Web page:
The Benefits of Gardening in Addiction Recovery

By: Megan Tyler, Recovery Coach

Megan Tyler, Recovery Coach at the Pine Rest’s residential substance use disorder program has created beautiful, raised garden beds in the program’s courtyard this year and implemented caring for these gardens as part of her recovery coach classes.

Folks recovering from drugs and alcohol need to incorporate meaningful activities into their life to help them grow mentally, physically, and spiritually and find joy in doing them.

“Gardens decrease depression and anxiety, provide a way to develop control in a positive manner, a sense of accomplishment, replace obsessive thoughts to use, and improve in physical health, socialization skills, and mental well-being,” shared Megan.

According to the Mayo Clinic, additional benefits of gardening include:

  • Increased exercise from carrying supplies, digging, raking, as well as squatting and lunging to pull weeds.
  • Improved diet from growing and eating your own fruits and vegetables.
  • Deeper breathing is stimulated by spending time in nature stimulates deeper breathing which has a multitude of health benefits including clearing out the lunch, improving digestion and immune response and increasing oxygen levels.
  • Increased vitamin D levels from time in sunlight which helps to protect from osteoporosis, reduce inflammation as well as modulate processes in your body such as cell growth, neuromuscular and immune function, and glucose metabolism.
  • Reduced stress levels and blood pressure by providing regular opportunities to slow down.

“I can tell you in my experience of early recovery, I watered plants in the gardens of a major home supply store,” said Megan. “I believe that the calm I felt just being around the gardens, knowing that I had a part in creating a beautiful environment again, gave me back a sense of purpose, and strength to move forward, release the darkness and live a life of beauty in all ways of life. So, when I say that this can be life-changing, even for one individual, I say this with a true experience and only share what I know worked for me.”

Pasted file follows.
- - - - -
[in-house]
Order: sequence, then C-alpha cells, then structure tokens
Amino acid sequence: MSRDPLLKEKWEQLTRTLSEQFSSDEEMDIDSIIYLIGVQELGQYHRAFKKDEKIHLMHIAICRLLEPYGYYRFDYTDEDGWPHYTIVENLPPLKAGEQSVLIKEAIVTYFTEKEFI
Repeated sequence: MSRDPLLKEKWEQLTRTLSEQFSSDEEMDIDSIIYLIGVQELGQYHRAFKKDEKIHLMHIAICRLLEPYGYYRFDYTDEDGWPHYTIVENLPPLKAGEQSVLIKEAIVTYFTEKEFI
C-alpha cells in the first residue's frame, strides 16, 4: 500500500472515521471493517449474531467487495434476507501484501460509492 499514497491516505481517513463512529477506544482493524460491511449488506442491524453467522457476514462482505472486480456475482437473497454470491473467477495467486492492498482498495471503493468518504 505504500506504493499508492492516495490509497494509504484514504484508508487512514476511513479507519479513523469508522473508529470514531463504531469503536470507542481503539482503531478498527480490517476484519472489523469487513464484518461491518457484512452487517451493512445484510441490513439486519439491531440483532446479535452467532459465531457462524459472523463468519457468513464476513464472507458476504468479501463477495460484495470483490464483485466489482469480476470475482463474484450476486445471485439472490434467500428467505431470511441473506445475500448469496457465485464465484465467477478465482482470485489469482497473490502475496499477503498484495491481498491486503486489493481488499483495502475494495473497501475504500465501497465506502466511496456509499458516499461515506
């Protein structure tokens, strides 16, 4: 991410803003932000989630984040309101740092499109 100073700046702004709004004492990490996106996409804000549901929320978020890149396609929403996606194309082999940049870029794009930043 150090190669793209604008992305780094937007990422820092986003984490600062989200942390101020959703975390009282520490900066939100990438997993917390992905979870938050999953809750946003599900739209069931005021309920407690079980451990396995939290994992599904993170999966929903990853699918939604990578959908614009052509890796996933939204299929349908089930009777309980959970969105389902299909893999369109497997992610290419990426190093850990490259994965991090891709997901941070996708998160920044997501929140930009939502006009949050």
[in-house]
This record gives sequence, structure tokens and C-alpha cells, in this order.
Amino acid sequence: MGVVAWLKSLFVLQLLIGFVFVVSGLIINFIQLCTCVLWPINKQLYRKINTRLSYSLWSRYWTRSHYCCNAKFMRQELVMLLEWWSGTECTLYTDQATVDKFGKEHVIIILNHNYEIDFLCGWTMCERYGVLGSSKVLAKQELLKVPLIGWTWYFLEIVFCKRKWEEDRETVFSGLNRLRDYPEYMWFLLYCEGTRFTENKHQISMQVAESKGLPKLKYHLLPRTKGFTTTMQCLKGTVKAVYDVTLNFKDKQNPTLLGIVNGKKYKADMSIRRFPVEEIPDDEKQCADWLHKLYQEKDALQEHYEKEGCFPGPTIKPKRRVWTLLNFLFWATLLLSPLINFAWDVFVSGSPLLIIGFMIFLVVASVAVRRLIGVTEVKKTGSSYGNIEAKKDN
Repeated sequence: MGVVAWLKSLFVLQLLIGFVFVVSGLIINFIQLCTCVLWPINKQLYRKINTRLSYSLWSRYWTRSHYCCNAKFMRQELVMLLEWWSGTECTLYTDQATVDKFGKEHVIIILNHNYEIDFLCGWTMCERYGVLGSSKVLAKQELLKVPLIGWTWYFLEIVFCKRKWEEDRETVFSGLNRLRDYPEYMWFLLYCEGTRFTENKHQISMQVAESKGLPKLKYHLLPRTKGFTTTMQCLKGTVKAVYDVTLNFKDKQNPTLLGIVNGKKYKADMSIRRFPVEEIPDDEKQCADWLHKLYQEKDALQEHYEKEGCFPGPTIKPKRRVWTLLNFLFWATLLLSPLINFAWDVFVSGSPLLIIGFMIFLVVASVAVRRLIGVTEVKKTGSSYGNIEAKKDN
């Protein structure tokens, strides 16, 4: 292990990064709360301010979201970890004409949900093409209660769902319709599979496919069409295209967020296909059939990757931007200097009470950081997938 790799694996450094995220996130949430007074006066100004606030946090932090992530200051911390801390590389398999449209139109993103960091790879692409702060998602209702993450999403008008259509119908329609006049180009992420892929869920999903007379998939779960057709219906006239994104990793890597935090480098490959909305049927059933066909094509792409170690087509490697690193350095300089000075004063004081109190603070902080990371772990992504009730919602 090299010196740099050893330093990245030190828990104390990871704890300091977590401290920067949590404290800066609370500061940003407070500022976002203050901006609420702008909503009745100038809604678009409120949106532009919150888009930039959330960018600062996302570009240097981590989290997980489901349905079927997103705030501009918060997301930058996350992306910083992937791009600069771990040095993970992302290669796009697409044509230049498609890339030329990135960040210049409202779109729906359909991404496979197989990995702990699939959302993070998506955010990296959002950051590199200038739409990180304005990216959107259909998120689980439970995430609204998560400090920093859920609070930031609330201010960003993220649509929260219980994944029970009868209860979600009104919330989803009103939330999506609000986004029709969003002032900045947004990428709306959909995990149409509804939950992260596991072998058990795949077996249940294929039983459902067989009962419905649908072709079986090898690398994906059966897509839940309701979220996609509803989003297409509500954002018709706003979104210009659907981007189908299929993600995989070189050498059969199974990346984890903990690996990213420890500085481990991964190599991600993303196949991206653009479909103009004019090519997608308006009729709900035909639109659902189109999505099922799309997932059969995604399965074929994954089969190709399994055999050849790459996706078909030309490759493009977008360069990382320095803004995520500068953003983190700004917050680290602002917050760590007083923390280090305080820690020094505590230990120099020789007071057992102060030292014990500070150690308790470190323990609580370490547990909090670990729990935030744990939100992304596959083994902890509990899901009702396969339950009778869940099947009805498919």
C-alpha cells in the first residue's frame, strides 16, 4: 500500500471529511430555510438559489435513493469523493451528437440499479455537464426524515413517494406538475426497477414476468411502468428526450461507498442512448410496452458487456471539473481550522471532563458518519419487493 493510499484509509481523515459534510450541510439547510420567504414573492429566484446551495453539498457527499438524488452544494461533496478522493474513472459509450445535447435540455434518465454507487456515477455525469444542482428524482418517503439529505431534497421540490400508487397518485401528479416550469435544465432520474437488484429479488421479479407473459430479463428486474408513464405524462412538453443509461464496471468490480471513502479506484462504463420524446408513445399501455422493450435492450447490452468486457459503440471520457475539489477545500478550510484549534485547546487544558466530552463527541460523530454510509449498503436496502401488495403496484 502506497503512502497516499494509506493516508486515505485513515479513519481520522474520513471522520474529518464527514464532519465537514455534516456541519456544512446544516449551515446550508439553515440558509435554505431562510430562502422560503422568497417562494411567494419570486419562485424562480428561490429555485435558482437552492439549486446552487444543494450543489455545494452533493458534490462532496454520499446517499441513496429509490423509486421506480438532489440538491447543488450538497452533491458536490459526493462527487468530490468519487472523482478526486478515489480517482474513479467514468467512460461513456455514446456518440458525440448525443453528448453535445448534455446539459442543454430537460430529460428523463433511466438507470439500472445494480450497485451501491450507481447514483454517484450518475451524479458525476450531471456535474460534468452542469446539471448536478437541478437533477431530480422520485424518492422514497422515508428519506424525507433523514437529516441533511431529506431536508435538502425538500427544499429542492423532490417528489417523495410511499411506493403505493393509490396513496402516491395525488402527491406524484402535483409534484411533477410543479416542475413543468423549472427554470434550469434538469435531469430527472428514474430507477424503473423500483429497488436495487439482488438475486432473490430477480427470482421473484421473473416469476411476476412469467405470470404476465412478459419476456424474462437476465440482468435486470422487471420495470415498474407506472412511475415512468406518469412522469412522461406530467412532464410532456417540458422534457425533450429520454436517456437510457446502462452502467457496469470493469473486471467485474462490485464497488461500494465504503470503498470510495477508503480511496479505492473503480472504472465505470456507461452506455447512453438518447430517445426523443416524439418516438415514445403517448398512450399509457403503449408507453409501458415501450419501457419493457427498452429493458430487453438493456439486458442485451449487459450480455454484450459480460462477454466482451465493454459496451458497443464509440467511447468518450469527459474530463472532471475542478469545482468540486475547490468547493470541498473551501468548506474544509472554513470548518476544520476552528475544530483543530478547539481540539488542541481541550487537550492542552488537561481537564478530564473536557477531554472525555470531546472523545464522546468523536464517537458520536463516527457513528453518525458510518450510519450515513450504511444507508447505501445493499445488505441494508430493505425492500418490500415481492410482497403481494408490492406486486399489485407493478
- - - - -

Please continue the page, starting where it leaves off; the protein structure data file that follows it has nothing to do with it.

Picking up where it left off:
Everyone can benefit from gardening, but not all of us live in a house with a yard. Don’t be deterred, there are plenty of ways to get outside and garden even if you don’t have a yard.  

 

  • Join a community garden or start one. You’ll receive the added benefits of increased social interaction, developing new friendships and an enhanced sense of community and belonging. 
  • Volunteer at a local park, garden or farm. Volunteering can fill your life with meaning and purpose. Knowing you’re making a tangible difference can be profoundly satisfying and affirming. If you live in Grand Rapids, the Friends of Grand Rapids Parks have a multitude of volunteer opportunities from helping remove invasive species to adopting a park.
  • If you have a patio or balcony, plant a container or vertical garden. You can find plenty of ideas online, but a good place to start is “How to create the perfect balcony garden” by Garden Design.
  • Find out if your apartment building or complex has an area where you can start a garden…either on the grounds or on the rooftop.

You are not alone! We can support you or your loved one at every step of recovery.

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